20 Political Issues Demographic change immigration, ethnicity, language shift in political power Increasing enrollment of ELLs More than doubled in the past decade Power relations: Societal languages, colonial languages, indigenous languages Finances Quality of education literacy of the population

21 Policy and Practice Influencing Factors: Political leadership Immigration patterns Supreme court rulings Language debates Research

22 1850-99 1900-09 1920-29 1940-49 1960-69 1970-79 Bilingual Education state laws German Bilingual Education; from 1910- 1919 = anti- German sentiment & language restrictions English only laws in 15 states after the war Adult/child ESL classes Bilingual Research; Bilingual Education Act signed into law Lau v. Nichols; Office of Civil Rights Task Force Visits

23 1980s 1984 1990-99 2000-present day Demographic shifts; Population of L2 speakers = 40% in US Ron Unz; Prop 227 English-only programs accepted under mandate of bilingual education; U.S. English & English First groups Prop 203; Question 2; NCLB

24 Policy & Practice Today Phase of English-only activism e.g. English for the Children Based on concerns about bilingual education ‘Rights’ of children associated with English learning Length of time vs. quality of English learning

25 Policy & Practice Today Class sizes Native language proficiency Shortages of bilingual teachers Overall academic performance Demographics Community goals Resources

26 Banning Bilingual Education California (1998) Arizona (2000) Massachusetts (2002) These states account for more than one-half of non-native English speakers

27 California The way it was Bilingual education implemented for nearly 30 years in CA

28 California The battle begins The 1990s 1992: Governor Wilson vetoes new bilingual education bill, arguing it would limit the flexibility of local school boards 1996: Four school districts granted “waivers” by State Board of Education exempting them from compliance with the provisions of the Bilingual Education Act

29 California 1998 “English for the Children” (Proposition 227) wins with 61% of vote All children in CA public schools to be taught in English to learn English Sheltered English immersion for English learners should not exceed 1 year during the transitional period

30 California Most recently 1999: State Board of Education eliminates the redesignation criteria so each of the 1,000 districts required to set own criteria for classifying students as Fluent English Proficient (FEP) Proportion of ELLs receiving bilingual instruction dropped from 30% to 8%, proportion receiving SDAIE increased Little or no evidence of differences in EL performance by model of instruction across all analyses in 2003-2004 Likelihood of ELL meeting linguistic and academic criteria needed to reclassify them to fluent English proficient status after 10 years is less than 40%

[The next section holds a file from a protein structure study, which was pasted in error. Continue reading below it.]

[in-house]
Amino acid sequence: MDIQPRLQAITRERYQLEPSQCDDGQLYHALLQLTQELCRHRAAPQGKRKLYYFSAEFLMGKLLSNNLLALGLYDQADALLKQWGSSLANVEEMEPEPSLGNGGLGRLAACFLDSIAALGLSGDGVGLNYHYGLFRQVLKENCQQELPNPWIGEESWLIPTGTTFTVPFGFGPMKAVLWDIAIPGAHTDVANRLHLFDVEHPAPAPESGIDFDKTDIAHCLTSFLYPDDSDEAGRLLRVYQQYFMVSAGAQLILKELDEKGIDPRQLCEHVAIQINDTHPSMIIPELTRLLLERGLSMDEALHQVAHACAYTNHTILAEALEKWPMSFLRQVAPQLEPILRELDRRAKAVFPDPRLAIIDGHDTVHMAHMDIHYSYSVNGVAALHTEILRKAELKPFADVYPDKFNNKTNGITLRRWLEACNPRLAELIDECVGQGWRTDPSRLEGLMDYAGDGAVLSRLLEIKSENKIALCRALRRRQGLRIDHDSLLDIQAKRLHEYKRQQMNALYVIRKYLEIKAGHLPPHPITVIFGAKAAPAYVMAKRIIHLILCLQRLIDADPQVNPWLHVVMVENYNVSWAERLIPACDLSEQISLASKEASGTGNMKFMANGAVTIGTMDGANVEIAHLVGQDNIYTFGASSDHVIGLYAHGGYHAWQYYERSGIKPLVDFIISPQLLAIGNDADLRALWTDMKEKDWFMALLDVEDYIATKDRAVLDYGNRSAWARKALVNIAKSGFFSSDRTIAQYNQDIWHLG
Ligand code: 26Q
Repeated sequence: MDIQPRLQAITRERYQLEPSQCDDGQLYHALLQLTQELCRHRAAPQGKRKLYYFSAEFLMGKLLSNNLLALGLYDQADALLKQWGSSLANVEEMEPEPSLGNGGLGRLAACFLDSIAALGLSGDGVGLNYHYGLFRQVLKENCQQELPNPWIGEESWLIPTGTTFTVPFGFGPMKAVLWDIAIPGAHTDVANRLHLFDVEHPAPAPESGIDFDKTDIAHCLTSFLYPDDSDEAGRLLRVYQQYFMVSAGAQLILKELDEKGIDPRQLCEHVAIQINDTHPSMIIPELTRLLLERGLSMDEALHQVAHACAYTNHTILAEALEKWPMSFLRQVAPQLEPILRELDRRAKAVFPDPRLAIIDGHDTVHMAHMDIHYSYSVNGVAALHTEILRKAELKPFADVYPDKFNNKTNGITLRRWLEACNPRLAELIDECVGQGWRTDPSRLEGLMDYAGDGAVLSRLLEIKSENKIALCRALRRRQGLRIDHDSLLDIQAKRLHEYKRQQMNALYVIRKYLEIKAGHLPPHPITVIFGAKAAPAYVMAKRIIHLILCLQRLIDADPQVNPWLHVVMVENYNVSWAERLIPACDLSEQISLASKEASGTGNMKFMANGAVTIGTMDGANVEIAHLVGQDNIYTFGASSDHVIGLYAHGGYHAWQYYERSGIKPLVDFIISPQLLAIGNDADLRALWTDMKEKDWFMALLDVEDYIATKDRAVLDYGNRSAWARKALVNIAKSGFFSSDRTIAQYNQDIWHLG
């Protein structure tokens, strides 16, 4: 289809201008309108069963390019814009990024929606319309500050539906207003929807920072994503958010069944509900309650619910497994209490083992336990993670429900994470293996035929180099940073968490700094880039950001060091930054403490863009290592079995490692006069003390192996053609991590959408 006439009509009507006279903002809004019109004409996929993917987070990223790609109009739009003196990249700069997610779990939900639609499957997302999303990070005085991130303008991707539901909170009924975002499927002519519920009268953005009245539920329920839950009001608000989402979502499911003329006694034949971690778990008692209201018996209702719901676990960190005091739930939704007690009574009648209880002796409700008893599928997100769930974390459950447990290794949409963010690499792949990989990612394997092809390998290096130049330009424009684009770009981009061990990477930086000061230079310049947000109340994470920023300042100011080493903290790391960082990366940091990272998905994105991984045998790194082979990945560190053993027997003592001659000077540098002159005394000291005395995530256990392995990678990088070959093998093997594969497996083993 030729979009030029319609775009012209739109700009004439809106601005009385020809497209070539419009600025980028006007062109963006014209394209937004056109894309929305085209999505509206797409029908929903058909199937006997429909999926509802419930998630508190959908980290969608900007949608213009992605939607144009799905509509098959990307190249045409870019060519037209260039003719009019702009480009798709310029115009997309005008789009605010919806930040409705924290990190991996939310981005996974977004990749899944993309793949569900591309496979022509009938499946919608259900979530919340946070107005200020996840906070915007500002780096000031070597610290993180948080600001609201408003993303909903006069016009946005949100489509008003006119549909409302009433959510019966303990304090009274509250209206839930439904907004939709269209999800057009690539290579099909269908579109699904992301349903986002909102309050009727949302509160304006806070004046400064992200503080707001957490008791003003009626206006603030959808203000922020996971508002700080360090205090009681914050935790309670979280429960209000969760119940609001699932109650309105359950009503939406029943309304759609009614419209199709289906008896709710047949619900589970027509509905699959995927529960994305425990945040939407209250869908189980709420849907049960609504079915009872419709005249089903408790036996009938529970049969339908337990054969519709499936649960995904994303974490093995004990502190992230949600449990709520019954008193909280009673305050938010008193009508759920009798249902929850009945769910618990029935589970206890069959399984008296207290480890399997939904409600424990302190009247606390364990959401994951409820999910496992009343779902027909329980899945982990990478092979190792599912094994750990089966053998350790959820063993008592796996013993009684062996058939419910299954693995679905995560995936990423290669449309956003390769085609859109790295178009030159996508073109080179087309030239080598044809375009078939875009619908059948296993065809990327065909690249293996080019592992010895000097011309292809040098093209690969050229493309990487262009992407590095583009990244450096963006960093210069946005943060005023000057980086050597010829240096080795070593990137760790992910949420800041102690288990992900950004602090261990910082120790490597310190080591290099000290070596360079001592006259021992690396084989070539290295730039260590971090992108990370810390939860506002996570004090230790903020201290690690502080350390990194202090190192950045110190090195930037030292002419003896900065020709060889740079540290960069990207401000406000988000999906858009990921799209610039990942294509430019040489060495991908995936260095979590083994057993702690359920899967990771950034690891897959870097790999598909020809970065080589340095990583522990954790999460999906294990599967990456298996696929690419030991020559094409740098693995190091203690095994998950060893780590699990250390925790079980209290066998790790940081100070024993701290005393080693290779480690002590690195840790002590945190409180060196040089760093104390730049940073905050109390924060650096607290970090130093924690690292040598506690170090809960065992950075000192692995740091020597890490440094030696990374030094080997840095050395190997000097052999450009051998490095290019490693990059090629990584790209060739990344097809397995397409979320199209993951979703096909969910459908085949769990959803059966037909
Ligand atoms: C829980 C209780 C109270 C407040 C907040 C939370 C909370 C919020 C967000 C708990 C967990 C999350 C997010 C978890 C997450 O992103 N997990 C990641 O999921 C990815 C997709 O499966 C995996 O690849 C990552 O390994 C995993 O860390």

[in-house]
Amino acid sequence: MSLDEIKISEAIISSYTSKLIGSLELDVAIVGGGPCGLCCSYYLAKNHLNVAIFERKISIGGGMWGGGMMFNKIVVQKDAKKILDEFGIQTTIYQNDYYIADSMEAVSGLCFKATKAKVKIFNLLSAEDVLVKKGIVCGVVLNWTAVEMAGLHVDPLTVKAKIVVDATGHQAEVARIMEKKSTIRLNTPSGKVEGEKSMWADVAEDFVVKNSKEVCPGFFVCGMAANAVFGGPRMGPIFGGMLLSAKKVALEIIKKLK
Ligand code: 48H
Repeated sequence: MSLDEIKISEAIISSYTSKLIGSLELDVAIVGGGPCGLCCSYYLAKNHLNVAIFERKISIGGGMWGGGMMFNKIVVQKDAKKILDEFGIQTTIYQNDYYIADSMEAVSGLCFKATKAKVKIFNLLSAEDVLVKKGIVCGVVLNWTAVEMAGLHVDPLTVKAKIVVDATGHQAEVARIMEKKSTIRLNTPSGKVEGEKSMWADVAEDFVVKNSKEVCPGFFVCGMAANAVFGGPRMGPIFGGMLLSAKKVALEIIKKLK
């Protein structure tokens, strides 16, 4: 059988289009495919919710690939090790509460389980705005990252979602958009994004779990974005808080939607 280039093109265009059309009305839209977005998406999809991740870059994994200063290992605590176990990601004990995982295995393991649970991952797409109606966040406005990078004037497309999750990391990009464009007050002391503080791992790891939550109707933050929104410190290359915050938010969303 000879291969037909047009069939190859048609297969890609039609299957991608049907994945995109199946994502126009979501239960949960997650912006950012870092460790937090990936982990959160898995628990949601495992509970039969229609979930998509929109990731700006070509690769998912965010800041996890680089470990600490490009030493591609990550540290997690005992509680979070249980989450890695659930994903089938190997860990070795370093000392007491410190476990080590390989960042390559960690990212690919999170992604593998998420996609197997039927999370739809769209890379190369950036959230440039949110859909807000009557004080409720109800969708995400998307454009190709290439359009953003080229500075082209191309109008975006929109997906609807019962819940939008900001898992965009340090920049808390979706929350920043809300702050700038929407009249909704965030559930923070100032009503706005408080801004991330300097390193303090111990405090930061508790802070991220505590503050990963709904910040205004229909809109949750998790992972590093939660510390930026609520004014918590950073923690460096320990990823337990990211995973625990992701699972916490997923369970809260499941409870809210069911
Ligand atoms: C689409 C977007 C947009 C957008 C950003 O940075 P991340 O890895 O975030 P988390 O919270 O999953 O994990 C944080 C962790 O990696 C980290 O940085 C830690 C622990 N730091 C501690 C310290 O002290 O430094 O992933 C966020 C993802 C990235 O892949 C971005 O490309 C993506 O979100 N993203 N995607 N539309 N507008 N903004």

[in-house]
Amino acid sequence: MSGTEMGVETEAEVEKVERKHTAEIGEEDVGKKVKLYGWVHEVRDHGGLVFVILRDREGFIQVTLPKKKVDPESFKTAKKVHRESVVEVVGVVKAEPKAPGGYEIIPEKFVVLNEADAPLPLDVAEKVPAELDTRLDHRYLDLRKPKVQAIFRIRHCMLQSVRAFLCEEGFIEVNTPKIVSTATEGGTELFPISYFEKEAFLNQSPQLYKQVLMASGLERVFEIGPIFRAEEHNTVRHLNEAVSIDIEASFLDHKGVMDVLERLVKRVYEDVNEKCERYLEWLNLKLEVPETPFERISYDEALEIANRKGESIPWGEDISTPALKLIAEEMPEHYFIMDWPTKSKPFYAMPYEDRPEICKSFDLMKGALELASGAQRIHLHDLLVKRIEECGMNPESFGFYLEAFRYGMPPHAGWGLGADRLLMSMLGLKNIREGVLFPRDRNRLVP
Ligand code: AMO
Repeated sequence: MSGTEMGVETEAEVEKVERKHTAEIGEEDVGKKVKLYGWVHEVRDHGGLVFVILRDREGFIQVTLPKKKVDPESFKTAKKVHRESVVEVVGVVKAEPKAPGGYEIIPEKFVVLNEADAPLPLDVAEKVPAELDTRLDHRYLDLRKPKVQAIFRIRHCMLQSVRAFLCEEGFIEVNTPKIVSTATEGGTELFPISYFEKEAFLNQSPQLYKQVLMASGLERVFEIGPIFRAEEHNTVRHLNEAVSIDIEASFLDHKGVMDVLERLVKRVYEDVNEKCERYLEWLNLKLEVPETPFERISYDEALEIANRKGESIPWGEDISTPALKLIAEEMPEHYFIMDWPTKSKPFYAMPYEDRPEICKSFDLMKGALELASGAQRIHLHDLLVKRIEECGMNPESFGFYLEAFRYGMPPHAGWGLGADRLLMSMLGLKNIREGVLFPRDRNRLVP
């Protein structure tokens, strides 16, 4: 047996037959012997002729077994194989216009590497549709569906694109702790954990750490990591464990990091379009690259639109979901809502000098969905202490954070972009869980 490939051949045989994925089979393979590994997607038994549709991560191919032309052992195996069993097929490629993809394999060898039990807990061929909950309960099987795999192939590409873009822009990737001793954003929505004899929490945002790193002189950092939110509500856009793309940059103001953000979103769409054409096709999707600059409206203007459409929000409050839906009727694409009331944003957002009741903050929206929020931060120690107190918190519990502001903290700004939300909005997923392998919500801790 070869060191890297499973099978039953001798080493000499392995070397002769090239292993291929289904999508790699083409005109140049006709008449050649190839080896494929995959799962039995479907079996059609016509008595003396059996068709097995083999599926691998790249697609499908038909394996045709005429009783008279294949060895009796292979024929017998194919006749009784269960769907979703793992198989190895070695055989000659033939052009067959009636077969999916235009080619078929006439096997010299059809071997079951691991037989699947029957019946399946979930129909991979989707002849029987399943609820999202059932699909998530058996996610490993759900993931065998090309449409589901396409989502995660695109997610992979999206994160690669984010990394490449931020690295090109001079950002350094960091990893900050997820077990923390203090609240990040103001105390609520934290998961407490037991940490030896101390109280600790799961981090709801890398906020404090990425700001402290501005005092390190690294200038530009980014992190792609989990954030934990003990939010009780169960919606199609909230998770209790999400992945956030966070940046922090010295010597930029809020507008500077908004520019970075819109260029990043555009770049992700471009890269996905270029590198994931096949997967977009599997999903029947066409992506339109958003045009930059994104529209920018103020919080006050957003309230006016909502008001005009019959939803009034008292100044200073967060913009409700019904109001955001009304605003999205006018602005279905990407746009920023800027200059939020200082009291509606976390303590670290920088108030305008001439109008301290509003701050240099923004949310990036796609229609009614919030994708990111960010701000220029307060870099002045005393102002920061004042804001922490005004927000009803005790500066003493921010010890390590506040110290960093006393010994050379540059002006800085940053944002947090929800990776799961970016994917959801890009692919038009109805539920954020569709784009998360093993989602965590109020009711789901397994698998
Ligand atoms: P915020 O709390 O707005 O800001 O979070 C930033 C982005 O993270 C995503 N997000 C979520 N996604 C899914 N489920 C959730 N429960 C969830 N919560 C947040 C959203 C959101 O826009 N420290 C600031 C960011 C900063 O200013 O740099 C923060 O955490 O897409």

31 Arizona The way it was 16% ELLs Only 30% of students eligible for language services were involved in true bilingual education programs

32 Arizona 2000 “English for the Children” (Proposition 203) wins with 63% of vote One year of English immersion instruction

33 Massachusetts The way it was MA first state in nation to enact bilingual education (1971) 3% of ELLs in K-12 students served by bilingual classes Bilingual program “trigger” = 20 students of a single language group district-wide

34 Massachusetts 2002 English Immersion- English only (Question 2) wins with 68% of vote Non-English speakers in English immersion classes for 1 year, then mainstreams Teachers can use ‘minimal amount’ of student’s native language Teacher can be sued for ‘willfully and repeatedly’ violating Question 2 Students can sign waivers if they are 10 years or older or for other ‘academic needs

35 Massachusetts Most recently MA Legislature voted to allow two-way bilingual programs to continue under English immersion mandate. Two-way immersion classes allow English and non- English speaking children to learn each other’s languages simultaneously. Program popular, but serve a very small fraction of the 51,000 ELL in the state. Gov. Romney vetoed this legislation, but House and Senate overrode his vetoes. This legislation counters Question 2’s intention of limiting bilingual ed to older students.